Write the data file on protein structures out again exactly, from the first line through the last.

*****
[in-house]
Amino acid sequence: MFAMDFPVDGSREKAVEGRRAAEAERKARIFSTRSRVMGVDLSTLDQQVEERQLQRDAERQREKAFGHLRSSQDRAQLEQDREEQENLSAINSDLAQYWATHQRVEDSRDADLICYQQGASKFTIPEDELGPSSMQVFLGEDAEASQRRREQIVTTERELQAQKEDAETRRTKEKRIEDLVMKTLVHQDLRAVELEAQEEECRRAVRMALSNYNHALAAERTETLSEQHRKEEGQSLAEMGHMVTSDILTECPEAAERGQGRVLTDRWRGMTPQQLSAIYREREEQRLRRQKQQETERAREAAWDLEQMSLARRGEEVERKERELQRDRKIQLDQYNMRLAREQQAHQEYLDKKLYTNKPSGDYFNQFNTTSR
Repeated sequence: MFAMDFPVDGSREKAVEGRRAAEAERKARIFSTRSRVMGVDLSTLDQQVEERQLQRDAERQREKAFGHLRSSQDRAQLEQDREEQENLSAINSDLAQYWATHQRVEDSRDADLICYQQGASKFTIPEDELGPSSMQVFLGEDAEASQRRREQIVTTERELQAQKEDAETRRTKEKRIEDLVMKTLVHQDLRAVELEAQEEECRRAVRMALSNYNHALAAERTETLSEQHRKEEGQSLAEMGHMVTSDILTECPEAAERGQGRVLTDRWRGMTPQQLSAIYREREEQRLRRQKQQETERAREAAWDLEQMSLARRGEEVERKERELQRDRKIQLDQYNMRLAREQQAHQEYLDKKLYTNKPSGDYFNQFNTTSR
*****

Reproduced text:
[in-house]
Amino acid sequence: MFAMDFPVDGSREKAVEGRRAAEAERKARIFSTRSRVMGVDLSTLDQQVEERQLQRDAERQREKAFGHLRSSQDRAQLEQDREEQENLSAINSDLAQYWATHQRVEDSRDADLICYQQGASKFTIPEDELGPSSMQVFLGEDAEASQRRREQIVTTERELQAQKEDAETRRTKEKRIEDLVMKTLVHQDLRAVELEAQEEECRRAVRMALSNYNHALAAERTETLSEQHRKEEGQSLAEMGHMVTSDILTECPEAAERGQGRVLTDRWRGMTPQQLSAIYREREEQRLRRQKQQETERAREAAWDLEQMSLARRGEEVERKERELQRDRKIQLDQYNMRLAREQQAHQEYLDKKLYTNKPSGDYFNQFNTTSR
Repeated sequence: MFAMDFPVDGSREKAVEGRRAAEAERKARIFSTRSRVMGVDLSTLDQQVEERQLQRDAERQREKAFGHLRSSQDRAQLEQDREEQENLSAINSDLAQYWATHQRVEDSRDADLICYQQGASKFTIPEDELGPSSMQVFLGEDAEASQRRREQIVTTERELQAQKEDAETRRTKEKRIEDLVMKTLVHQDLRAVELEAQEEECRRAVRMALSNYNHALAAERTETLSEQHRKEEGQSLAEMGHMVTSDILTECPEAAERGQGRVLTDRWRGMTPQQLSAIYREREEQRLRRQKQQETERAREAAWDLEQMSLARRGEEVERKERELQRDRKIQLDQYNMRLAREQQAHQEYLDKKLYTNKPSGDYFNQFNTTSR